Latest University of Pennsylvania School Stories
Otters cavorting in the water is a scene with which weâ€™re all familiar. Yet, unlike many other mammals that spend a considerable amount of time in the waterâ€“polar bears, seals, dolphins, and whalesâ€“river otters do not have a thick layer of body fat to keep warm. They rely, instead, on a few unique adaptations; namely, their fur and the densely packed layer of specially adapted underhairs.
In a commentary piece in the August 10th issue of the Journal of the American Medical Association, Scott D. Halpern, MD, PhD, of the University of Pennsylvania School of Medicine, calls for a revision of existing state laws so that HIV-testing may be carried out when patients are not able to give their direct consent for such testing.
Researchers from the University of Pennsylvania School of Medicine found that a protein called NF-Ya activates several genes known to regulate the development of hematopoietic stem cells (HSC), or blood-producing stem cells, in bone marrow.
Researchers from the University of Pennsylvania School of Medicine have found that inhibitors of an enzyme called cathepsin L prevent the SARS (severe acute respiratory syndrome) virus from entering target cells. SARS is caused by an emergent coronavirus. There is no effective treatment at this time.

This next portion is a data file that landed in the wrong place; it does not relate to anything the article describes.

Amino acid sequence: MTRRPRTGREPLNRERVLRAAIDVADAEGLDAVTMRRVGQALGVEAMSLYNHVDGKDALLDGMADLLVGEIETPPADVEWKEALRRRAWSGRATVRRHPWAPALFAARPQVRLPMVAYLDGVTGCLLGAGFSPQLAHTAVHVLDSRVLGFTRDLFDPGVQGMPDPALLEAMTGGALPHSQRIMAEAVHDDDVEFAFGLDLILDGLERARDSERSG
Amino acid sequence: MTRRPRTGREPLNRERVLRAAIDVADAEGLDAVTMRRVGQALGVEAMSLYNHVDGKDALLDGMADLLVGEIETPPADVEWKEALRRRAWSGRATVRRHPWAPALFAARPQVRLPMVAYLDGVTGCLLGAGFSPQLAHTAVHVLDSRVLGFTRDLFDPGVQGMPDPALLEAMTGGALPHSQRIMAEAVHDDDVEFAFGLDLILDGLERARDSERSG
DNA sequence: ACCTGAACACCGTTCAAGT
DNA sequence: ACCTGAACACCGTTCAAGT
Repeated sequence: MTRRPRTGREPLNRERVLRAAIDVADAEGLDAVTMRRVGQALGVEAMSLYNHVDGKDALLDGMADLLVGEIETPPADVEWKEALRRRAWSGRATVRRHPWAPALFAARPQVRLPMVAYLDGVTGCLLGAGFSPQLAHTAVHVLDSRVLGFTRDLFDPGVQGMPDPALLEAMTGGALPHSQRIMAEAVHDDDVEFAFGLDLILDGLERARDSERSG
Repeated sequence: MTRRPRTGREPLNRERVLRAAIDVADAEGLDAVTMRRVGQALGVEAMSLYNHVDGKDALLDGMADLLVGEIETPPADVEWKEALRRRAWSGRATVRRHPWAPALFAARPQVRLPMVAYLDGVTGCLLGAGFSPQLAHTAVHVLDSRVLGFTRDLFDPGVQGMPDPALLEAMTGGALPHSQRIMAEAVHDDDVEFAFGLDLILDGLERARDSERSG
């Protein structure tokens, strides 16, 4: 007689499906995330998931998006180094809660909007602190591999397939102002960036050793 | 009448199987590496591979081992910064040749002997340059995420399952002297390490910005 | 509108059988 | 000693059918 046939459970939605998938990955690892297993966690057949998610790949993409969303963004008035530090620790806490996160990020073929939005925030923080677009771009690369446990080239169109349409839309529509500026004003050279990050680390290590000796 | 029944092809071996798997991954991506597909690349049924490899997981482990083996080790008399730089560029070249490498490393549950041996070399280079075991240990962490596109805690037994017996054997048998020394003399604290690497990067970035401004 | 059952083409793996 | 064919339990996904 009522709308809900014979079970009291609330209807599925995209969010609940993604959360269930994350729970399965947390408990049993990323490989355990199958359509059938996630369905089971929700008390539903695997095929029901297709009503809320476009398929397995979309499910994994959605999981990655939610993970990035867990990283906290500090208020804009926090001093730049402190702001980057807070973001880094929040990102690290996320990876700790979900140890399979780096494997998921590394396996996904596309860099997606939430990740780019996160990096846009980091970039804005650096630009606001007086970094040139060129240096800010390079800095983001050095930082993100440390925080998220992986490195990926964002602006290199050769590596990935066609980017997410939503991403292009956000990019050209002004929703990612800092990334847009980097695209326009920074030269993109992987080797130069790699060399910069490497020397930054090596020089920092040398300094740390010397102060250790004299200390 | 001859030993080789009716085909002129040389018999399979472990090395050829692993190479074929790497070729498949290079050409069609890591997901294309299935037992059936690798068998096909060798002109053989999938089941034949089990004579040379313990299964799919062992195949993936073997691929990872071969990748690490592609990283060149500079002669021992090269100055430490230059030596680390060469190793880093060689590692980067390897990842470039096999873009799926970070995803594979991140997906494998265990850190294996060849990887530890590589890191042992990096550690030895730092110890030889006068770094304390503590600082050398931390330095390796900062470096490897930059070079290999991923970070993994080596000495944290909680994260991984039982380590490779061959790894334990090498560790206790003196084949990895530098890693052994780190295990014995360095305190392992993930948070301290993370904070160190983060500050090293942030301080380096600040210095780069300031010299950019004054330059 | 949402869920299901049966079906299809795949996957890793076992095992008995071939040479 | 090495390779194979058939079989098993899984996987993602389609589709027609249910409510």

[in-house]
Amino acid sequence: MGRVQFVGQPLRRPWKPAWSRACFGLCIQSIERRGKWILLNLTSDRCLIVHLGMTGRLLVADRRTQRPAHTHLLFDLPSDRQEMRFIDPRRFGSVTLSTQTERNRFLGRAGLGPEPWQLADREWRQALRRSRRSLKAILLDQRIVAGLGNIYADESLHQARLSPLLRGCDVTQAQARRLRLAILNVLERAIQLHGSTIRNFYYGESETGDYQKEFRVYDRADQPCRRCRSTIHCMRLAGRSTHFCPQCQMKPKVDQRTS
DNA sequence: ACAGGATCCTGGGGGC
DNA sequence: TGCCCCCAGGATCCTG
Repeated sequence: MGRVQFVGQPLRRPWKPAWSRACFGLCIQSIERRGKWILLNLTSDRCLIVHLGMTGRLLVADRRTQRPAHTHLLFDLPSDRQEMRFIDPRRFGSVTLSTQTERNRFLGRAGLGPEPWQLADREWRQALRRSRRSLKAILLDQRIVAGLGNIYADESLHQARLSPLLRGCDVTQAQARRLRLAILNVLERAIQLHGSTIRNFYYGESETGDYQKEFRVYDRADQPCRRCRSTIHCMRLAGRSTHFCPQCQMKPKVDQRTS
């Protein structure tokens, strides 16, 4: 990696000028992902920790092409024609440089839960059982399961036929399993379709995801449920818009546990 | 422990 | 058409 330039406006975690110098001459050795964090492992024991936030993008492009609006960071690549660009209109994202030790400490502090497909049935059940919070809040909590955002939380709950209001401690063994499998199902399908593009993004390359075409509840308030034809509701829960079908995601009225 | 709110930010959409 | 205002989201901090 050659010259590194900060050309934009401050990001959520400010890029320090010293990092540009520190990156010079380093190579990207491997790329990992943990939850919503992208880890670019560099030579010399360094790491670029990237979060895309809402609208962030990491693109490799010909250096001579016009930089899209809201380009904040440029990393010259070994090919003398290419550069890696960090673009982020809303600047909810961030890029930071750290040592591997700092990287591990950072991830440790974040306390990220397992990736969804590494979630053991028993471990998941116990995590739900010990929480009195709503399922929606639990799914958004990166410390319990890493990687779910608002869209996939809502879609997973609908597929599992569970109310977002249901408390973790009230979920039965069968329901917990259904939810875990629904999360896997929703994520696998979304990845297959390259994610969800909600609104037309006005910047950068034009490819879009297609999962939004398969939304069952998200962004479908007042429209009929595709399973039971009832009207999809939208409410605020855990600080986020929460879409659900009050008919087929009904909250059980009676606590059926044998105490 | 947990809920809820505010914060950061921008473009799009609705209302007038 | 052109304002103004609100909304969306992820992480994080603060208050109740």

Researchers at the University of Pennsylvania School of Medicine have determined how serotonin decreases the body's sensitivity to light and that exposure to constant darkness leads to a decrease in serotonin levels in the brain of fruit flies.
For the first time ever, using \"laser tweezers,\" the mechanical properties of an individual fiber in a blood clot have been determined by researchers at the University of Pennsylvania School of Medicine. Their work provides a basis for understanding how the elasticity of the whole clot arises.
Almost 47 million Americans don't have rapid access to specialized trauma treatment centers should they get hurt in a serious accident, a national survey finds.
- The deadly nightshade, Atropa Belladonna, which possesses stupefying or poisonous properties.
- A sleeping-potion; a soporific.
- To mutter deliriously.